My rating: 3 of 5 stars
Taking a break from her taut crime series, Lisa Scottoline spins a melodramatic tale about six members of a high school clique, whose lives will be forever changed by their reckless behavior on one summer night. Their story is related by Allie Garvey, a shy, socially awkward girl reeling from the recent death of her beloved older sister. The opening sections of the book set the stage for the cataclysm that overtakes the group, which produces the ghastly secret that they swear to keep forever.
The long aftermath of the disaster continues to be narrated by the now thirty-something Allie, married and working as a child advocate. She has never been able to forgive herself for the disaster, which she cannot relate even to her husband or therapist. When the clique gathers once again at the funeral of one of the members, it becomes evident that they too have had to deal with significant emotional fallout. They begin to regard each other with deep suspicion, and other secrets come to light. Pressures build, and one of the members is determined to see to it that they all respect their oath of silence.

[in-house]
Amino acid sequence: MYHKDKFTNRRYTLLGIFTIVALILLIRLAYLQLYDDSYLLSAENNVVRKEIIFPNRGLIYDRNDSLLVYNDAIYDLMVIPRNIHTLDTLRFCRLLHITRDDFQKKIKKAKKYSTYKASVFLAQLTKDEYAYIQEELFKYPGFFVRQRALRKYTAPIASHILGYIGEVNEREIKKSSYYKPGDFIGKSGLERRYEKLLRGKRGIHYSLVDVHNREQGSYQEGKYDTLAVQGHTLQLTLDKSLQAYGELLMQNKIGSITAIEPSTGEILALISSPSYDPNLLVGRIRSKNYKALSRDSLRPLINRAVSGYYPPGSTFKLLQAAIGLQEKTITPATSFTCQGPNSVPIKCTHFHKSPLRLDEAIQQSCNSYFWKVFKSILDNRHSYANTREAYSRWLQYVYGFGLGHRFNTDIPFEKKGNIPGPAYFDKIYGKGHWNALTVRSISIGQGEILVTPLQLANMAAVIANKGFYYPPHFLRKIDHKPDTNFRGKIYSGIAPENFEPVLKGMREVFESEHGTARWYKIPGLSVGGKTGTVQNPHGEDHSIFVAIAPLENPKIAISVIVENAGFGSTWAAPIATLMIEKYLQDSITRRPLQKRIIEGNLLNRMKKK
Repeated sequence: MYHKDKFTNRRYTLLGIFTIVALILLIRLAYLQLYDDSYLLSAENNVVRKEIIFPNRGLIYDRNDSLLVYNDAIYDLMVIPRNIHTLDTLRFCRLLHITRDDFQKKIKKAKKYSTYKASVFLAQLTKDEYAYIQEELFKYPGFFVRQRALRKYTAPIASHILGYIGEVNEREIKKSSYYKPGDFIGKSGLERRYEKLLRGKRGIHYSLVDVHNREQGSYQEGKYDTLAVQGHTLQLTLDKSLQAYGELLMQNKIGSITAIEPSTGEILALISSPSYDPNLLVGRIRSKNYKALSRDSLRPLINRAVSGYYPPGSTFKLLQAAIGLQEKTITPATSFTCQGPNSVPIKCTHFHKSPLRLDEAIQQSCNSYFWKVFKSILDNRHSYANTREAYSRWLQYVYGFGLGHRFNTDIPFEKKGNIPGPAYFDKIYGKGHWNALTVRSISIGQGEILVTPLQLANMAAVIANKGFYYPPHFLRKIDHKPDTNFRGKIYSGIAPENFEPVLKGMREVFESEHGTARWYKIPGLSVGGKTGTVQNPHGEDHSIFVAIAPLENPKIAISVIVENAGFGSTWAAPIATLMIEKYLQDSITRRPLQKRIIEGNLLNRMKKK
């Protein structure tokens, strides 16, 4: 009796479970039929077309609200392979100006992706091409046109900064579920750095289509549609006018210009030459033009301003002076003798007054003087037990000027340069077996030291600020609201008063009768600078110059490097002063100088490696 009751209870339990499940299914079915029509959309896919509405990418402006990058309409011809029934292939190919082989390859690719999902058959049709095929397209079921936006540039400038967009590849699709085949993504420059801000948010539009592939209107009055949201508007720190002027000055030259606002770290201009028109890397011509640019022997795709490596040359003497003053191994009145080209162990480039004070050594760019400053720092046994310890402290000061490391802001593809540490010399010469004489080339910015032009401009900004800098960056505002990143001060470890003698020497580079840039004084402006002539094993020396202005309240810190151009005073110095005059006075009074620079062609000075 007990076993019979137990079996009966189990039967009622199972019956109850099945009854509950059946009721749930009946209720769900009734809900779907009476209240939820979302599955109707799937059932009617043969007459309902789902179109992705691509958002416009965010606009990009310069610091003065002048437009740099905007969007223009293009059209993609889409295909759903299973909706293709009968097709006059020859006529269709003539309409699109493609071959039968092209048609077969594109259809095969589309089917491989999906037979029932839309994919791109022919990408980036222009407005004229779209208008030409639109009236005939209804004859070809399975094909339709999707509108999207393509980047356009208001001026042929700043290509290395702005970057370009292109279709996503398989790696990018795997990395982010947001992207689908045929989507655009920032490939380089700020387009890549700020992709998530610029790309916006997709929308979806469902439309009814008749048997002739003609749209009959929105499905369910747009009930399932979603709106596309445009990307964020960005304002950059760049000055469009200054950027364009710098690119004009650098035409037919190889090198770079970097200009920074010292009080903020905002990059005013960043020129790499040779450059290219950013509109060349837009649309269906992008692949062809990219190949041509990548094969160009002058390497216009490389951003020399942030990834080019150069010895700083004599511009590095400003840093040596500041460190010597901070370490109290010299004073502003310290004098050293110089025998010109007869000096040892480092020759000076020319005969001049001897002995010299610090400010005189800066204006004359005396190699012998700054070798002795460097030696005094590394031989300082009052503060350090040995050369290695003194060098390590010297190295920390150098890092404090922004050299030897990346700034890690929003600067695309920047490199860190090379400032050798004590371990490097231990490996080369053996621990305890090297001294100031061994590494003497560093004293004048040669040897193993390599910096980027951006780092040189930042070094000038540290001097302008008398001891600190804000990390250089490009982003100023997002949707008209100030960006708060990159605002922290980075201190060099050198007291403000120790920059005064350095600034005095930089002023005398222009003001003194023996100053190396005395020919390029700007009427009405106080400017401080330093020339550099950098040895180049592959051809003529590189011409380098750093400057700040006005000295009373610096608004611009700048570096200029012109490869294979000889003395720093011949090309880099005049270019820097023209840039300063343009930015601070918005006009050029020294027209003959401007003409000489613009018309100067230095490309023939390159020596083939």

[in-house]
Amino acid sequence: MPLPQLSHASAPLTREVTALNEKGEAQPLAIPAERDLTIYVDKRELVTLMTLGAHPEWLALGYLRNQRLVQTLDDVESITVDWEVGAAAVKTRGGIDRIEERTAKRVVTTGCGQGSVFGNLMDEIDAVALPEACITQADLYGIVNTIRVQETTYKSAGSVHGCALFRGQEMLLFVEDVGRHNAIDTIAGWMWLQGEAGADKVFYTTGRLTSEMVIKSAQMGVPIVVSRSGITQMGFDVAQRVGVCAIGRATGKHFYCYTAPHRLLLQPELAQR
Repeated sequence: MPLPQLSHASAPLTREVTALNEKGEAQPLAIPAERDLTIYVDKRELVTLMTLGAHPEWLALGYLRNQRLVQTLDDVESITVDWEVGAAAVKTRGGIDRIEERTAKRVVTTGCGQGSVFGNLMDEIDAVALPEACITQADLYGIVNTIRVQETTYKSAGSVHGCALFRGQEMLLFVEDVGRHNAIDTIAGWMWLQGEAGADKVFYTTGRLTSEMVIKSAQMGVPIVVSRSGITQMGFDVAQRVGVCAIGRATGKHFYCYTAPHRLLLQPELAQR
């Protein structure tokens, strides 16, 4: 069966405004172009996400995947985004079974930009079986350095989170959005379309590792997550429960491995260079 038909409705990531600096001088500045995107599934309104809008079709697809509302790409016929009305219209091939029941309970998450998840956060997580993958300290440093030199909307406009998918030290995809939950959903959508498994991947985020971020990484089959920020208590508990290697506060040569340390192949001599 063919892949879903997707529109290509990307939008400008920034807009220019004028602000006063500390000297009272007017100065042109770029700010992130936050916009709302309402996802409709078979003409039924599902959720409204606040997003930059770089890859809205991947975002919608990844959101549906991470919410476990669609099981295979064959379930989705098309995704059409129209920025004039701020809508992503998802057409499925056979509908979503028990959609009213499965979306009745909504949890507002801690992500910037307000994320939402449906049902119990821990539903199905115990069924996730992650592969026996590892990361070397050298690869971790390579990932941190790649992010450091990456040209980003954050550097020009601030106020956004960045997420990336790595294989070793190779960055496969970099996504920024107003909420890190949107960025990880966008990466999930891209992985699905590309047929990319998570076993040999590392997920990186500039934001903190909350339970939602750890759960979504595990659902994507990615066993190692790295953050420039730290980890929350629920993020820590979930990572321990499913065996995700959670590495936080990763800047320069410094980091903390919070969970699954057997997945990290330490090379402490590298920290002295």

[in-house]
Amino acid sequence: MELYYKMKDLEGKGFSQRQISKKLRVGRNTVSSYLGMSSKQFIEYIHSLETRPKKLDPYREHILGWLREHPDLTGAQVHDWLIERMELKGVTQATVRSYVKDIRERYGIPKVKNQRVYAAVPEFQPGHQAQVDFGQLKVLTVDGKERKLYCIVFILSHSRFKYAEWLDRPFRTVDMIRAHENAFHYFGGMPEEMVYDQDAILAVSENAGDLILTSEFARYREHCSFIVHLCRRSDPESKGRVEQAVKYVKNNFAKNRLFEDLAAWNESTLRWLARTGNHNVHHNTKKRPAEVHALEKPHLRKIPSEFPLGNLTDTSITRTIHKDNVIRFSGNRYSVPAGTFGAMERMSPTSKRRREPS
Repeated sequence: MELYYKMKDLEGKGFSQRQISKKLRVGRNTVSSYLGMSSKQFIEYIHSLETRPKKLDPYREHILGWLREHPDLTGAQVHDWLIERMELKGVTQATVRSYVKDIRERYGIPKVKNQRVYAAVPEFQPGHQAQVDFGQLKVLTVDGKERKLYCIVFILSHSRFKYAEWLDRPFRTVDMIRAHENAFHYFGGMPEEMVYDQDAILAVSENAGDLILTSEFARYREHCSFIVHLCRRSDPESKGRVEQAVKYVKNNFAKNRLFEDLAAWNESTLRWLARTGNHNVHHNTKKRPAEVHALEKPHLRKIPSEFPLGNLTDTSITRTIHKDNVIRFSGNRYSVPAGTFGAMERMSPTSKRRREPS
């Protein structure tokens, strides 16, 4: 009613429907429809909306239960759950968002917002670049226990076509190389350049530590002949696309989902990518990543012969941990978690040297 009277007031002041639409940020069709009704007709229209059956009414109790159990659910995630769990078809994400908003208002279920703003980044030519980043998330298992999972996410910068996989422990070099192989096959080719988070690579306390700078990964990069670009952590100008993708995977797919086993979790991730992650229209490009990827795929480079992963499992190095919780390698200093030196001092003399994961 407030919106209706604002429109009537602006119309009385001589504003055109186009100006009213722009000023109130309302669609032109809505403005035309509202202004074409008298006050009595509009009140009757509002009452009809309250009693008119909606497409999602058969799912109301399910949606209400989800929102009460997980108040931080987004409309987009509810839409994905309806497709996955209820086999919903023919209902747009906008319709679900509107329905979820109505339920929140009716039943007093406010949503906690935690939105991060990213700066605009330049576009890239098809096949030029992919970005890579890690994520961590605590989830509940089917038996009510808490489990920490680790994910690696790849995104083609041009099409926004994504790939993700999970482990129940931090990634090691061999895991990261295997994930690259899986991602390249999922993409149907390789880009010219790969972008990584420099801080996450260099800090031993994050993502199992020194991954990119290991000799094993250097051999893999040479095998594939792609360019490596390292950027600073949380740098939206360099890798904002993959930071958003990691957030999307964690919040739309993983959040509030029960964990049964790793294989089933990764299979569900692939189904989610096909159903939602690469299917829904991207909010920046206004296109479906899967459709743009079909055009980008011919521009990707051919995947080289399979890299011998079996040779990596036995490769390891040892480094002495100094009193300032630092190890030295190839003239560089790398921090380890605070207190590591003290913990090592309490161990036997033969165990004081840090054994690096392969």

Scottolini’s writing is competent, as ever, but many of the scenes are histrionic. You’d expect that from the high schoolers, but meeting them twenty years later, it seems they haven’t matured much. Apparently the trauma experienced at age 15 stunted their psychological development. One of them comes across as a psychopath, others as completely self centered, but their representation as mid-teenagers was authentic. There was enough action in this book to keep me reading till the end, however, and it was worth it for the last minute surprise that I never saw coming.
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